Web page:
OMNeT++ 4.x port of the TKN VoIPTool
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VoIPTool 2.0

This is the OMNeT++ 4.x port and complete rewrite (by Zoltan Bojthe)
of the TKN VoIPTool,

The fraction of voice over Internet Protocol (VoIP) based telephone calls
among the totality of voice based communication acts has been significantly
growing during the last years. In wired as well as wireless communication
applications, VoIP is expected to completely replace former circuit
switched telephony. This project provides an OMNeT++-based VoIP traffic
generator that creates realistic VoIP packet streams, due to the
utilization of real audio data and an existing VoIP standard codec.
Moreover, by applying ITU-T's perceptual evaluation of speech quality
(PESQ) approach at the sink, the perceived quality of a transmitted VoIP
stream can be determined.

This library is an add-on to the INET Framework,
It provides two modules: VoIPSourceApp and VoIPSinkApp. Both are
application- layer modules that operate over UDP, and can be used in INET's
StandardHost very much like other UDP traffic generators and sinks (see the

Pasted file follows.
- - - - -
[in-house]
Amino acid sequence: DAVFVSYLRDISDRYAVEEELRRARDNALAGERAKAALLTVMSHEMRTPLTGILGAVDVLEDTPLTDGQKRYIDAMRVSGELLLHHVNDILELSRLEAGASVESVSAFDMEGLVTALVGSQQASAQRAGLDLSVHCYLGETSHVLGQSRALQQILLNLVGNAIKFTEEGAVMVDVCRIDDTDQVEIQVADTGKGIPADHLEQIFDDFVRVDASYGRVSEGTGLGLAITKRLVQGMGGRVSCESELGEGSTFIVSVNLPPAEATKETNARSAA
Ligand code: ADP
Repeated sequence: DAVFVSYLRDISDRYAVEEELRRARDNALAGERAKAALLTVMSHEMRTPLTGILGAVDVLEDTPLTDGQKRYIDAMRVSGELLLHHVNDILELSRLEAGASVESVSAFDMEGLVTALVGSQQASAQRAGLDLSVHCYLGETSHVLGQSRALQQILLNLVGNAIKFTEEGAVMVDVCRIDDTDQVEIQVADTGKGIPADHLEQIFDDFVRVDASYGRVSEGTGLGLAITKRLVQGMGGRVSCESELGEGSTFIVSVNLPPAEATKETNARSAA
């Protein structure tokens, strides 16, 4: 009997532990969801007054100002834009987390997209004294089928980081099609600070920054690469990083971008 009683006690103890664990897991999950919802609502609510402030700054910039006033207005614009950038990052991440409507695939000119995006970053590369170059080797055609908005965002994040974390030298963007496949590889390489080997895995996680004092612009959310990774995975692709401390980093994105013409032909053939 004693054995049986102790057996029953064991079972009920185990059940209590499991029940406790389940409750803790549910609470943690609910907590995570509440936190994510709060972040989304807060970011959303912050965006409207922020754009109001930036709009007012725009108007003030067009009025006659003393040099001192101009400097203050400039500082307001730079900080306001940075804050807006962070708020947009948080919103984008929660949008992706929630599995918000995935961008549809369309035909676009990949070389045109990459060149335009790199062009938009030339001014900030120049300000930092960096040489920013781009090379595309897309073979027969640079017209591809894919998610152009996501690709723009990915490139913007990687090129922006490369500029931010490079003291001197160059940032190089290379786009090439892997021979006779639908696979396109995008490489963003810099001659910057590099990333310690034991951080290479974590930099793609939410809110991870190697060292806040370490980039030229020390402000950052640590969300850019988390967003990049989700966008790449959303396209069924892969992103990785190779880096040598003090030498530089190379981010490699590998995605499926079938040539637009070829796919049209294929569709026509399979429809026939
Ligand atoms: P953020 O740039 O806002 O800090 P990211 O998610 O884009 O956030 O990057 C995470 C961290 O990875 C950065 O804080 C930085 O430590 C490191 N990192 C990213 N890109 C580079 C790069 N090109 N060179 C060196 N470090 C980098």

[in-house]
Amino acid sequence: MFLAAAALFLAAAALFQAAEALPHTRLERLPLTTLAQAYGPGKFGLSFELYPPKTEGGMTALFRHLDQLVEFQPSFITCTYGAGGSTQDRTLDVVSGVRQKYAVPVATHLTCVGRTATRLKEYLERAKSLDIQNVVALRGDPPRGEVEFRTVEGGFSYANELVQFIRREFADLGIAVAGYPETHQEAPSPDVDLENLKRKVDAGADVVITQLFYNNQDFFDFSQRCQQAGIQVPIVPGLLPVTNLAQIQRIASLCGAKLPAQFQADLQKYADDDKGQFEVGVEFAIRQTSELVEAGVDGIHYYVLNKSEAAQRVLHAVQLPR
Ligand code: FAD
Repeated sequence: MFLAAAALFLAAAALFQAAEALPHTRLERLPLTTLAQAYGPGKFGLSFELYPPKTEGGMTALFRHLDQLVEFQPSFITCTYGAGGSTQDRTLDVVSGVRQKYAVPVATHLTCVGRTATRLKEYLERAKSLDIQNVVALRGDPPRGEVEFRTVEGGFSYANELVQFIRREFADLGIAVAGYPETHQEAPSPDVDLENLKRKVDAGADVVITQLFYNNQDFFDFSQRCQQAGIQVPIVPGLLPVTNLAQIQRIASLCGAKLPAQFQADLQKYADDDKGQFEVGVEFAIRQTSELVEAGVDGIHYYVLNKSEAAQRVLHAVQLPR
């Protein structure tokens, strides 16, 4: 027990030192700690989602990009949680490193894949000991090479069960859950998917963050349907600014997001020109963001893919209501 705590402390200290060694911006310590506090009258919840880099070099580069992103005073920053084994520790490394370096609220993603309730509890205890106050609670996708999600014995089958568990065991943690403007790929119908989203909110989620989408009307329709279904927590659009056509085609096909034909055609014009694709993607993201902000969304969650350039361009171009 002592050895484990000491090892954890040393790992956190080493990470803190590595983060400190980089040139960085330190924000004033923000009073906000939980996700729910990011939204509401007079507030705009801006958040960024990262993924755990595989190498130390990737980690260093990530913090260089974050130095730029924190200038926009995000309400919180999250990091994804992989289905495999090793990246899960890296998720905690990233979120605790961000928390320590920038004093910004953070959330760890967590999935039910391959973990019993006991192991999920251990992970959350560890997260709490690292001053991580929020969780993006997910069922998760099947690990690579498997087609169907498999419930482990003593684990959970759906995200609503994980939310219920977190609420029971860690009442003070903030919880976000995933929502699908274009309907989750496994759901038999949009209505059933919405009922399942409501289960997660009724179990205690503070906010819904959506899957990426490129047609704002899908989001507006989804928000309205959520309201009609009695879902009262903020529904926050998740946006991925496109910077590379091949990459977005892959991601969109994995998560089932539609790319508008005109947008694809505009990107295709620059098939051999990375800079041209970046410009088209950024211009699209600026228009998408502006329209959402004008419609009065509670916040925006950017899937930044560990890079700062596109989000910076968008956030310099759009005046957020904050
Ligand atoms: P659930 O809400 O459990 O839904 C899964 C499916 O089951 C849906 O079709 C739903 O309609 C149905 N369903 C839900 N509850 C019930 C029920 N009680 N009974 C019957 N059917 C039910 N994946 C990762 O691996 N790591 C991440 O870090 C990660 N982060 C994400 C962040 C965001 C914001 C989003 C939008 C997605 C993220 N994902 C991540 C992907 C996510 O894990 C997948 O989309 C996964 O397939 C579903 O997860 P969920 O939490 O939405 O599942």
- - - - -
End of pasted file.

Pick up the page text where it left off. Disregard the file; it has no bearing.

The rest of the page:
udpApp[] submodule vector, numUdpApps parameter, etc. in StandardHost.)

VoIPSourceApp accepts an audio file and a destination IP address/port as
input, and will transmit the file's contents as voice traffic over UDP n
times (by default once). For transmission, the audio is resampled at the
given frequency (by default 8KHz) and depth (by default 16 bits), and
encoded with the given codec (by default G.726) at the given bit rate (by
default 40Kbps), and chopped into packets that each carry dt milliseconds
of voice (by default 20ms). (The above default values may be out of date;
actual values come from the NED file).  Packets that are all silence (all
samples are below a given threshold in absolute value) are transmitted as
special "silence" packets. The module does not simulate any particular VoIP
protocol (e.g. RTP), but instead accepts a "header size" parameter that
can be set accordingly.

VoIPSinkApp listens on an UDP port, and expects to receive VoIP packets on
it. The received voice is then saved into a result audio file that can be
compared with the original for further evaluation. VoIP packets are
numbered, and out-of-order packets are discarded (the corresponding voice
interval will be recorded as silence into the file). VoIP packets that miss
their deadlines will similarly be discarded. It is assumed that the audio is
played back with delay (by default 20ms), which allows some jitter for the
incoming packets. The resulting audio file is closed when the simulation
completes (i.e. in the OMNeT++ finish() function).

Related publication:

M. Bohge and M. Renwanz, "A realistic VoIP traffic generation and evaluation
tool for OMNeT++", 1st International OMNeT++ Workshop, March 2008, Marseille,